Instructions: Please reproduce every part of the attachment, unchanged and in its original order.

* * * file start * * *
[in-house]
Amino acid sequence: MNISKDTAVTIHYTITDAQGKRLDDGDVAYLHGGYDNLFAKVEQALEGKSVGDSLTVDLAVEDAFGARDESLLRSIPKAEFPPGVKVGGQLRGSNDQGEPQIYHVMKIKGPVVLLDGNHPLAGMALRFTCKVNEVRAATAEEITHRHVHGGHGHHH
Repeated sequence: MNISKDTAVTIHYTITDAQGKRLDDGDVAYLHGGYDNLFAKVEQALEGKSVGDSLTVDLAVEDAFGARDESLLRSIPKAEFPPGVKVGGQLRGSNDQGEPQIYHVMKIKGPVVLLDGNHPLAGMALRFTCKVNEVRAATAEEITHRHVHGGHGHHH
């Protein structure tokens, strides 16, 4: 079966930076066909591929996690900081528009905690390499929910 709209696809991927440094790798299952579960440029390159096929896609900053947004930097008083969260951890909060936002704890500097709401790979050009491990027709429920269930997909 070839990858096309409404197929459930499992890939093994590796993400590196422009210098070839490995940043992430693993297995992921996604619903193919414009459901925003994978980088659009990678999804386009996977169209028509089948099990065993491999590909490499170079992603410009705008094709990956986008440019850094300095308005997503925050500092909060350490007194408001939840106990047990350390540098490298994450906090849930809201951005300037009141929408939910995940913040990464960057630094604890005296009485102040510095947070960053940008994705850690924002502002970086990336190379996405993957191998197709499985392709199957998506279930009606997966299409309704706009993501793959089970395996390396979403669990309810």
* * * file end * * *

[in-house]
Amino acid sequence: MNISKDTAVTIHYTITDAQGKRLDDGDVAYLHGGYDNLFAKVEQALEGKSVGDSLTVDLAVEDAFGARDESLLRSIPKAEFPPGVKVGGQLRGSNDQGEPQIYHVMKIKGPVVLLDGNHPLAGMALRFTCKVNEVRAATAEEITHRHVHGGHGHHH
Repeated sequence: MNISKDTAVTIHYTITDAQGKRLDDGDVAYLHGGYDNLFAKVEQALEGKSVGDSLTVDLAVEDAFGARDESLLRSIPKAEFPPGVKVGGQLRGSNDQGEPQIYHVMKIKGPVVLLDGNHPLAGMALRFTCKVNEVRAATAEEITHRHVHGGHGHHH
């Protein structure tokens, strides 16, 4: 079966930076066909591929996690900081528009905690390499929910 709209696809991927440094790798299952579960440029390159096929896609900053947004930097008083969260951890909060936002704890500097709401790979050009491990027709429920269930997909 070839990858096309409404197929459930499992890939093994590796993400590196422009210098070839490995940043992430693993297995992921996604619903193919414009459901925003994978980088659009990678999804386009996977169209028509089948099990065993491999590909490499170079992603410009705008094709990956986008440019850094300095308005997503925050500092909060350490007194408001939840106990047990350390540098490298994450906090849930809201951005300037009141929408939910995940913040990464960057630094604890005296009485102040510095947070960053940008994705850690924002502002970086990336190379996405993957191998197709499985392709199957998506279930009606997966299409309704706009993501793959089970395996390396979403669990309810």